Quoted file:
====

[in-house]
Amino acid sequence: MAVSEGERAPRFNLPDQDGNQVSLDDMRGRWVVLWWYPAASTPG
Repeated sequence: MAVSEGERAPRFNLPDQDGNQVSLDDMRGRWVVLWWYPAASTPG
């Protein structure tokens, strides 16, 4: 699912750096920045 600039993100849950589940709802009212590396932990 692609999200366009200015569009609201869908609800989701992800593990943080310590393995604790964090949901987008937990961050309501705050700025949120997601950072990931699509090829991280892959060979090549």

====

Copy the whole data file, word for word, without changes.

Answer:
[in-house]
Amino acid sequence: MAVSEGERAPRFNLPDQDGNQVSLDDMRGRWVVLWWYPAASTPG
Repeated sequence: MAVSEGERAPRFNLPDQDGNQVSLDDMRGRWVVLWWYPAASTPG
């Protein structure tokens, strides 16, 4: 699912750096920045 600039993100849950589940709802009212590396932990 692609999200366009200015569009609201869908609800989701992800593990943080310590393995604790964090949901987008937990961050309501705050700025949120997601950072990931699509090829991280892959060979090549």